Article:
Independence Days

Independence Days – Week 11

This week was much better than some of the previous weeks.  Turns out that getting some exercise (endorphins) and spending some time outside in the sun (vitamin D) can do wonders for the mood, body, mind and spirit.  The beginning of the week was actually a little rough (it was all cloudy and overcast) but the weekend made up for it nicely, with the sunshine and the gardening!  Also it helps that I was able to see friends more this week as well.

Here’s a picture of the bulk storage I mentioned in last week’s update.  And here’s what we were up to this week:

Plant something – watermelon, pumpkins, spinach, basil, more tomatoes, marigolds, turnips… um also some grass seed where we’re trying to patch up the damaged back lawn.  We don’t have a lot of grass back there, but what little there is has been burned by Josie over the winter.  We’re hoping it will recover a bit.

Harvest something – eggs, lettuce, spinach

Preserve something – um – nothing, and I actually have to take back last week’s asparagus (it was on Rick’s docket to-do, but we ended up eating it all instead!).

Waste Not – compost and recycling, reused some scrap boards in the garden.  Also decided that we’ve been silly not giving the grass clippings to the chickens, so they got two bags full on Sunday.  It’s been raining a lot, and the grass had grown like crazy – lucky birds loved it!

Want Not – made an impromptu garden plot in the back yard – with a raised bed.  We used our own compost – finally – in this bed, and Rick made it out of some left-over scrap lumber.  I really love how it looks.  It has tomatoes (for me and H to snack (or as Rick would say, “graze”) on, basil, and carrots.  Plus some marigolds.  This is pretty much H’s little plot.  Especially since it’s in the back yard, and he loves carrots and tomatoes.  And the raised bed is nice, so he knows where he can’t step.  Plus he picked out the marigolds all by himself.

Build Community Food Systems – gave some extra tomato plants to the neighbors, had another neighbor’s five-year old daughter help us plant in the back yard.  It was so cute and fun and I got some great snapshots of her and H. (Stay tuned for the pictures – will try to get them posted this week).

Eat the Food – mmm…. spinach and lettuce from the volunteer plants has been delish.   Opened the last jar of pumpkin butter.  Rick magically found more tomatoes (I swear I don’t know how he keeps doing this?!?!!) in the freezer so we’ve been enjoying those.  Bacon and ham steaks (ham and eggs fried rice!) and eggs, of course.  Also another batch of hummus. Finished the last of the antelope burger and some kale in some tasty Italian wedding soup (or our own rustic version at least)!  For that we used the recipe in this post, but we substituted antelope for turkey, kale for escarole and our tomatoes from the freezer for the canned (a common substitution in our house).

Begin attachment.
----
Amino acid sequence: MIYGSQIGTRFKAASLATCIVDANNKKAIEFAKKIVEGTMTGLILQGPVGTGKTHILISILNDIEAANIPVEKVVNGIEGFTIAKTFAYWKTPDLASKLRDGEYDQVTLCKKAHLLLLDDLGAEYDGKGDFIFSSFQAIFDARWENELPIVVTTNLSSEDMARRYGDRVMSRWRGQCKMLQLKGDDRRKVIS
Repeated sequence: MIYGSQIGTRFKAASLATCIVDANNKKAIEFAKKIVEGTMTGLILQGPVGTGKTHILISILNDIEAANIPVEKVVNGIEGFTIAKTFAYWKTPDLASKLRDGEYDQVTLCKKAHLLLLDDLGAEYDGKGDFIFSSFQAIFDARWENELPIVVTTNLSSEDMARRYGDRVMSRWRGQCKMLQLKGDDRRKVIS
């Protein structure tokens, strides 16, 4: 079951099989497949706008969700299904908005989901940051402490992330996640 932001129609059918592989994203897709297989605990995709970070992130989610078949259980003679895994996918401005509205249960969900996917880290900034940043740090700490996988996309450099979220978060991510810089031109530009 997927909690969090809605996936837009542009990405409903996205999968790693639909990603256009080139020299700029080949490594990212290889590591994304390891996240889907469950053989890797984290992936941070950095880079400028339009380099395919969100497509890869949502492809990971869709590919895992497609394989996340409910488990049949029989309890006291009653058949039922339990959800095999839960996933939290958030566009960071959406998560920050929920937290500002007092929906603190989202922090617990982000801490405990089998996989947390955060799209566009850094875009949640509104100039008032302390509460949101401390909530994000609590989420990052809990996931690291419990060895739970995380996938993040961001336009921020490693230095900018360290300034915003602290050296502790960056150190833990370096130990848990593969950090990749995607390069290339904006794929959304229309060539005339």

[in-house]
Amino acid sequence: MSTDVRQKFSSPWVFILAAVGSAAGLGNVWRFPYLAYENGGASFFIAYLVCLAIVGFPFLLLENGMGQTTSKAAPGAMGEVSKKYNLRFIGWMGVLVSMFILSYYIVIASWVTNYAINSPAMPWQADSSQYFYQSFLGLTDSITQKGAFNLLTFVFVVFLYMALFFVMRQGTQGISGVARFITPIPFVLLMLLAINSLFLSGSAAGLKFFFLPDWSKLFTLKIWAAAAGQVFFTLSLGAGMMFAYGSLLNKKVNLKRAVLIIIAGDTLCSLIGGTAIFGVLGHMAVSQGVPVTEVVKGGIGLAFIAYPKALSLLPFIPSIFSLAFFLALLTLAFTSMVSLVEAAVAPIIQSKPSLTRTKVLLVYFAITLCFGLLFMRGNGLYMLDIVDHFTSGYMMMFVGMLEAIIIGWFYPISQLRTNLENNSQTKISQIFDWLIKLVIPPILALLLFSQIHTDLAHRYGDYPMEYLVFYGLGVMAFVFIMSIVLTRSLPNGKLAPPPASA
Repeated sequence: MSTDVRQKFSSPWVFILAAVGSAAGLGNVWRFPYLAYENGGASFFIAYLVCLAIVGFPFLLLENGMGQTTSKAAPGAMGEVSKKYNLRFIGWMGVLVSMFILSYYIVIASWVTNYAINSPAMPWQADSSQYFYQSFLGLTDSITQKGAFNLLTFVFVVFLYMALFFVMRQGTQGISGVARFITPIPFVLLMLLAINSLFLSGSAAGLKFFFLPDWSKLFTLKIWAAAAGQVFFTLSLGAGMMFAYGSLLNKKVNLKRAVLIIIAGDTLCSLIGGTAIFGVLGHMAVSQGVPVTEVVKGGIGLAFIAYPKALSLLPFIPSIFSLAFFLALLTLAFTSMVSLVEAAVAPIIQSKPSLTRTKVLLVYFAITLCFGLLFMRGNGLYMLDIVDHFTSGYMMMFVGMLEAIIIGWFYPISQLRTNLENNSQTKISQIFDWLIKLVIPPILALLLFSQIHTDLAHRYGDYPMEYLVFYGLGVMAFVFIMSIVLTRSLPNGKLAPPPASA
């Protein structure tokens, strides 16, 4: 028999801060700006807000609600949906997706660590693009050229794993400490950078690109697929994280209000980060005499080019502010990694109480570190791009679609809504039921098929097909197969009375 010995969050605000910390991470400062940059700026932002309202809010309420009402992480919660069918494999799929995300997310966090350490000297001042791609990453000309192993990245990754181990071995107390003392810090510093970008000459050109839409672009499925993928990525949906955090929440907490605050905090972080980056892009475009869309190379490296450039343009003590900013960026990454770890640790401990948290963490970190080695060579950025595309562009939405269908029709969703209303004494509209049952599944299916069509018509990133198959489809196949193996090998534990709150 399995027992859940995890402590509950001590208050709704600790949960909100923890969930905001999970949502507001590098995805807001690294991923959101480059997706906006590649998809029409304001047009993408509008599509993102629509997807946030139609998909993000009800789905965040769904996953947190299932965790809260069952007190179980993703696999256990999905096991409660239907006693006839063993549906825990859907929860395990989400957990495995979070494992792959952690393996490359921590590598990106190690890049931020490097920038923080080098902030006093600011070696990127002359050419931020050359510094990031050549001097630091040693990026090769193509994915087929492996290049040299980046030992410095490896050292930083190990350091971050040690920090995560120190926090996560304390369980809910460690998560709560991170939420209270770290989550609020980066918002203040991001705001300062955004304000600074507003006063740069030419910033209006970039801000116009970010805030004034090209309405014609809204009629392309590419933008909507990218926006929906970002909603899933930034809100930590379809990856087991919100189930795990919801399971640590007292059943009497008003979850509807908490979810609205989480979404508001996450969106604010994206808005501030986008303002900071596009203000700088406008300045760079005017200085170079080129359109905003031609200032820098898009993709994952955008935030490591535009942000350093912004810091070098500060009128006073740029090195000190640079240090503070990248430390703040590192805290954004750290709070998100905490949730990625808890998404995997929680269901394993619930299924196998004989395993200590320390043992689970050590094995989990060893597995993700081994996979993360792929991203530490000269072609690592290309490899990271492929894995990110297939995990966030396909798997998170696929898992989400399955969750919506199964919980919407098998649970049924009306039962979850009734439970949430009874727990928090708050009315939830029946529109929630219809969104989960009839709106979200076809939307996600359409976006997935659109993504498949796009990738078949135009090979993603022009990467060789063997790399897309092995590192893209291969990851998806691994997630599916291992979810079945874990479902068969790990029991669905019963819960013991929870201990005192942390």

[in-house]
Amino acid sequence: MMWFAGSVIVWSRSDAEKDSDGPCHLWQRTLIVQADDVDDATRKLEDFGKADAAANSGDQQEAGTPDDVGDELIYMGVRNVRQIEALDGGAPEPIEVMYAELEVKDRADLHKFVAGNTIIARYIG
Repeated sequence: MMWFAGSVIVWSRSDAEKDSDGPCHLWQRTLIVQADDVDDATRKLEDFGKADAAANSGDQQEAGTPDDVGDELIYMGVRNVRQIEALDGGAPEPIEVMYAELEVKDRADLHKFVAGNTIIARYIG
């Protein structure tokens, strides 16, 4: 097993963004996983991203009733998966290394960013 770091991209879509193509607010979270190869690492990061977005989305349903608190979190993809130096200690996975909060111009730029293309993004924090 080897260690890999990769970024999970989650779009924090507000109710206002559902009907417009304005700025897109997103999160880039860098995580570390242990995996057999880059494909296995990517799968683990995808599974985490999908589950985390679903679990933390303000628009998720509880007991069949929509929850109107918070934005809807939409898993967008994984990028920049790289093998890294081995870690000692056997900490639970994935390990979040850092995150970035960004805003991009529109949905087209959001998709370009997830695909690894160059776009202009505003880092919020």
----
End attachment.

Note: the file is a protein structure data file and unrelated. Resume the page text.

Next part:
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Categories: Chickens, Community, Food, Garden, Independence Days | 3 Comments

Independence Days – Weeks 9-10

The garden is a bit behind where I’d like it to be, but there is still time, as Rick keeps reminding me.  So here’s what has gone down in the last week or two or three.  ;)

Plant something – tomatoes, beets, kohlrabi, eggplant, quinoa, onions, kale, rhubarb, squash, radishes… this is off the top of my head, so I might be forgetting something?

Harvest something – eggs, lettuce, spinach, asparagus

Preserve something – asparagus.

Waste Not – compost and recycling.

Want Not –  Realized that I could use my empty canning jars to store some bulk items like rice and granola.  This looks so much nicer in my cabinet and it’s much easier to find things then a bunch of bags all jumbled together!

Build Community Food Systems – um – I don’t think there’s much here.  We did have the neighbor over for dinner one night?  And I did find out that my friend Julie joined the farm and will be working on the same day as me (woohoo!) this summer.  :)

Eat the Food – Jelly, ribs, and corn gone; been munchin’ fresh asparagus, made a big batch of hummus for the first time.  Rick’s been diligently using all our frozen tomatoes and every time I think they’re all gone, he magically pulls another bag from somewhere!  The peaches are still delicious.  The pickled beets are gone now.  The boys have been using frozen melon in smoothies.

What about you?

Categories: Food, Garden, Independence Days | 3 Comments

Independence Days – Week 6

Plant something – nothing (AGAIN!  UGH!)

Harvest something - eggs and dandelion greens

Preserve something – nothing

Waste Not – compost and recycling.  Also – been thinking that Rick’s biking to work might fall in this category, since it saves gas?  Gave away the old washer & dryer on Freecycle as well as a few very tired cloth diapers.

Want Not – Rick roto-tilled the garden and the place where we’re going to plant Concord grapevines this year.  So excited!  Also, I found a place to make a new cover for our bike trailer for less than a replacement cover from the maker would have been if a cover were available (it’s not).  This is so great since we love this trailer and I got such a good deal on it.  (And we use the bikes so much in the summer).